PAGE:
Ridgid’s new 18V 6.0Ah “Octane” battery packs have recently hit the market, boasting power boost and runtime benefits.
The new battery packs have not yet been officially announced, but we sent over some quick questions to our Ridgid contact anyway, to get some answers for the questions readers have been emailing in with.
What size battery cells are the new 6.0Ah battery packs built with? 18650.
But aren’t the larger 5.0Ah battery packs built with 20700 or 21700 cells?
I mean, the packs are physically larger than the 4.0Ah battery packs.
When I reported about the new Ridgid 18V cordless miter saw, I posted added details about the 5.0Ah battery pack.
There, I mentioned larger cells in the 5.0Ah battery pack. Was that something that I was told, or did I just make the assumption?
Well, I was WRONG.
After a few late night and early morning emails, Ridgid informed me that the 5.0Ah battery pack is larger to accommodate a monitoring board and different cell spacing for pack efficiency.
I wasn’t completely convinced, so I opened up a battery pack to see what’s inside.
Yep, those are definitely 18650 cells. LG HE2 cells, to be more precise. The battery cells are staggered.
From the spec sheets I found, they’re rated to 20A continuous discharge, which is about as high as 18650-sized 2.5Ah capacity cells can go.
Most 10-cell battery packs have the cells stacked vertically.
15-cell packs have a staggered orientation, making them longer, but they save on space.
Ridgid’s 18V 5.0Ah battery pack might just be the only 10-cell battery pack that is larger or longer than lower capacity 10-cell battery packs of the same product family.
It’ll be interesting to know exactly how this changes battery pack performance. Ridgid’s 4.0Ah battery packs are built with 2.0Ah cells, which in my experience have higher on-paper power delivery specs.
There’s a big heat sink at the end, placed over large (power?) transistors that I don’t recall seeing in many other battery packs.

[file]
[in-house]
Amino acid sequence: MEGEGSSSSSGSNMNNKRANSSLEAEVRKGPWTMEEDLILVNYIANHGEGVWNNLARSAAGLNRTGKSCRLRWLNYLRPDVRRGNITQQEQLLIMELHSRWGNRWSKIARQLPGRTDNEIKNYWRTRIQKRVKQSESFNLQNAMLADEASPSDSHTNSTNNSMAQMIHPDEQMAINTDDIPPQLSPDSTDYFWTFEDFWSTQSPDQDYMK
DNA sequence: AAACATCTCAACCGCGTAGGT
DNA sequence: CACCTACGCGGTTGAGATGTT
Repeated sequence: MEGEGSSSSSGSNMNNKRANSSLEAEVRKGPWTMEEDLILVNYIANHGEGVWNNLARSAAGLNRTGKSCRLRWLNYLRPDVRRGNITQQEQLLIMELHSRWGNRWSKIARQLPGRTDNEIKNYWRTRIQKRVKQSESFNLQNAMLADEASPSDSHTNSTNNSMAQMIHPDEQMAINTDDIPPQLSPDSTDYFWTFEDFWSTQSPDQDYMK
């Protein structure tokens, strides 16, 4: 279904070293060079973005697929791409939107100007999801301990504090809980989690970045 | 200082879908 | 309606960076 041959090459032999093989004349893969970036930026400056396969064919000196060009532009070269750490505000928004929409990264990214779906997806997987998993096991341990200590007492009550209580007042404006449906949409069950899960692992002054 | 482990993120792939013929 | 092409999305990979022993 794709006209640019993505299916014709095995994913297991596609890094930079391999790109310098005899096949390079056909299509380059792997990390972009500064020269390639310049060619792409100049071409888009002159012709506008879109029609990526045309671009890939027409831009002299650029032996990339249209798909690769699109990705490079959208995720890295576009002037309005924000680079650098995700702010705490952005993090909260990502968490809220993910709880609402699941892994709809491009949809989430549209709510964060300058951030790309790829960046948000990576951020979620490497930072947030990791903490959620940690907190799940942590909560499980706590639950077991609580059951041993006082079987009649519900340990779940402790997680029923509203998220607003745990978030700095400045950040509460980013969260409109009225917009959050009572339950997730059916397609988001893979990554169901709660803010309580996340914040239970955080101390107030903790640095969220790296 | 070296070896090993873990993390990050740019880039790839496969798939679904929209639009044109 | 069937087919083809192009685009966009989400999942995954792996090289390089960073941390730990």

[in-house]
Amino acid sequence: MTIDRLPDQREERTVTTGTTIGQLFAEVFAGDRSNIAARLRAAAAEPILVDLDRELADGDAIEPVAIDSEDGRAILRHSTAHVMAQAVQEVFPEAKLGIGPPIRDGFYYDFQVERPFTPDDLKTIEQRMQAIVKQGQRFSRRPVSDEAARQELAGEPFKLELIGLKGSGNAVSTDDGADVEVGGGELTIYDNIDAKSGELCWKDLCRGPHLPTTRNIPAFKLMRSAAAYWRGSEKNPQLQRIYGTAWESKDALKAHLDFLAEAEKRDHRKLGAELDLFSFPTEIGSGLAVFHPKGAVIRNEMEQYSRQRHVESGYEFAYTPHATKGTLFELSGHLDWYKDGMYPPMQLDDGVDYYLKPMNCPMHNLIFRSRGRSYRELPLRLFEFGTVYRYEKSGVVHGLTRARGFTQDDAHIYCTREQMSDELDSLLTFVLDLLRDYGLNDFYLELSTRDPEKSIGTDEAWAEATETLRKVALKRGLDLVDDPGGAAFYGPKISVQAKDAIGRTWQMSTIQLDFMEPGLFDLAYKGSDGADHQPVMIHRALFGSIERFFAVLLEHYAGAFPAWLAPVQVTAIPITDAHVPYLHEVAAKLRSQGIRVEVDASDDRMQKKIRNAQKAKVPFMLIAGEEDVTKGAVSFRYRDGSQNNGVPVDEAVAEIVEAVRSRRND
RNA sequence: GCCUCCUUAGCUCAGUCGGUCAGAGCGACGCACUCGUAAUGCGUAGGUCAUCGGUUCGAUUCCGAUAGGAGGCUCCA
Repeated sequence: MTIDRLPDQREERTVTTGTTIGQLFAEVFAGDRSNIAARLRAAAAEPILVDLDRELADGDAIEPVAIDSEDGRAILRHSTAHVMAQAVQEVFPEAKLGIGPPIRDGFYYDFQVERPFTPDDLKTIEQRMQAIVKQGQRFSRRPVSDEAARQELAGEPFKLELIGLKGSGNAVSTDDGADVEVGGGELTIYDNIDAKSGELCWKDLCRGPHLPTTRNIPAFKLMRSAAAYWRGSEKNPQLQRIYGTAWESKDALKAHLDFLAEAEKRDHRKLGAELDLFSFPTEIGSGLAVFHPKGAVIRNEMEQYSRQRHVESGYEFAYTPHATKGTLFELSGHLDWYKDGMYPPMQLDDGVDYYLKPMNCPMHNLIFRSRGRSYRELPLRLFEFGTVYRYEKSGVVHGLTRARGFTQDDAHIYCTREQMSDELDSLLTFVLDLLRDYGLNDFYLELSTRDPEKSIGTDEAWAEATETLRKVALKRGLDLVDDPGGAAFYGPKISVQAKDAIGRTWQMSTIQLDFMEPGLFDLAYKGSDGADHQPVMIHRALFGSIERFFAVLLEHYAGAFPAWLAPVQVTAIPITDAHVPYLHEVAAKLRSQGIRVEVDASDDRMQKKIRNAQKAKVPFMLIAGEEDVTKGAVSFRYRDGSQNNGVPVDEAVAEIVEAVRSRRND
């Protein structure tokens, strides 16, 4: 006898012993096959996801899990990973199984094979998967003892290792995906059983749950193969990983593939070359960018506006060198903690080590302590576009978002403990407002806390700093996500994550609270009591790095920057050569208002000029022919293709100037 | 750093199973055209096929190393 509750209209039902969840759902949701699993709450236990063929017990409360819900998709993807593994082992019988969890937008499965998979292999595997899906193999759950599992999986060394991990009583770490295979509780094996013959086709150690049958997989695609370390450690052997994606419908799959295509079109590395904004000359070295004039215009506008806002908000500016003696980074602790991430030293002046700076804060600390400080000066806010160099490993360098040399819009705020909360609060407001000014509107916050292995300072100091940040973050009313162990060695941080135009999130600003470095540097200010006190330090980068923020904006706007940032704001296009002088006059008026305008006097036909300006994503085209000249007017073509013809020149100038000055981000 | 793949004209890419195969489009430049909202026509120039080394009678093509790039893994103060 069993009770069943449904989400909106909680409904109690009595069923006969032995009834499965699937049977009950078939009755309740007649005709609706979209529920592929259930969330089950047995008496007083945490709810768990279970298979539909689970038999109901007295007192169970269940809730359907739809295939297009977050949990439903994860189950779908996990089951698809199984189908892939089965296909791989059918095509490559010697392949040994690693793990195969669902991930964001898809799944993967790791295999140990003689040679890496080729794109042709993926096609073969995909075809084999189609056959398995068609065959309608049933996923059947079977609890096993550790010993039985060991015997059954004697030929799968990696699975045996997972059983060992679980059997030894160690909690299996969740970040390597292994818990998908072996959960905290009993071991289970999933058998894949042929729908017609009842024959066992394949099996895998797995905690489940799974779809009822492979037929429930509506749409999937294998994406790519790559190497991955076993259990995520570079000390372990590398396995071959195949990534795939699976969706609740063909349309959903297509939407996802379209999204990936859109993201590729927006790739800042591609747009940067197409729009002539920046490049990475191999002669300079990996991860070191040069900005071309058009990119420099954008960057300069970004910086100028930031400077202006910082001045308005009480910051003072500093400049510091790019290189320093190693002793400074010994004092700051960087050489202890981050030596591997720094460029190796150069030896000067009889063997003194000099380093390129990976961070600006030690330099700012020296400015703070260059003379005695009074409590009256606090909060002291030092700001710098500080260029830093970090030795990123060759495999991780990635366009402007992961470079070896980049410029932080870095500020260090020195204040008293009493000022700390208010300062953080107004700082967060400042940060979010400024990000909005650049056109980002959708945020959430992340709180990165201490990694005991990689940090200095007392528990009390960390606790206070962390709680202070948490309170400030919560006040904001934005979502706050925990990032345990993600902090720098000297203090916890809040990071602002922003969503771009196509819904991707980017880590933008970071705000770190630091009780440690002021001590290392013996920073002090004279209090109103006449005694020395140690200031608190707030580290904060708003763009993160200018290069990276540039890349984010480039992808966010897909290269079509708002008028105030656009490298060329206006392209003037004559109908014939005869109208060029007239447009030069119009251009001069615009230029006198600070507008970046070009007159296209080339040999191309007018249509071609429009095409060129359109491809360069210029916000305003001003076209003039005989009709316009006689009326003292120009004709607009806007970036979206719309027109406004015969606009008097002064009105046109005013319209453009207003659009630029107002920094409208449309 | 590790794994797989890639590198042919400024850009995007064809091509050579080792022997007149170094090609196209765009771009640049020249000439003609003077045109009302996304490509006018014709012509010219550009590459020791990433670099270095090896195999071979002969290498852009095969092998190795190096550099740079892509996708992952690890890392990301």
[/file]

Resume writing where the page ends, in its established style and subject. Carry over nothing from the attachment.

What all this also means is that the new Ridgid 18V 6.0Ah Bluetooth OCTANE battery pack is engineered with 18650 cells, despite what seems to be a larger 5.0Ah-like size, unlike the Dewalt 6.0Ah battery pack and Milwaukee M18 High Output 6.0Ah battery pack.
Milwaukee announced a 6.0Ah battery pack a few years ago, at the same time their 9.0Ah HD battery pack was announced but I don’t think I have ever seen it released. Now, their newer 6.0Ah battery pack sports larger 21700 cells and “High Output” distinction.
The new Ridgid Octane battery pack is said to deliver “up to 65%” more power” when connected to their 18V Octane power tools, although it’s unclear what this is in comparison to.
I asked Ridgid about this briefly, and they said:
You will have a noticeable performance increase with non-Octane tools and even greater with Octane tools. The range will always vary based the amp draw and usage.
I don’t know how Ridgid is able to deliver extra power from a 6.0Ah 18650-cell battery, at least compared to say their 5.0Ah battery pack, but it could just be that new Octane tools are designed to squeeze every bit of available power performance, while treating older 18V battery packs more conservatively.
It’s going to be a challenge, to go through my older posts for any and all instances where I might have included the Ridgid 5.0Ah battery pack in discussions about Li-ion battery packs with cell form factors larger than 18650.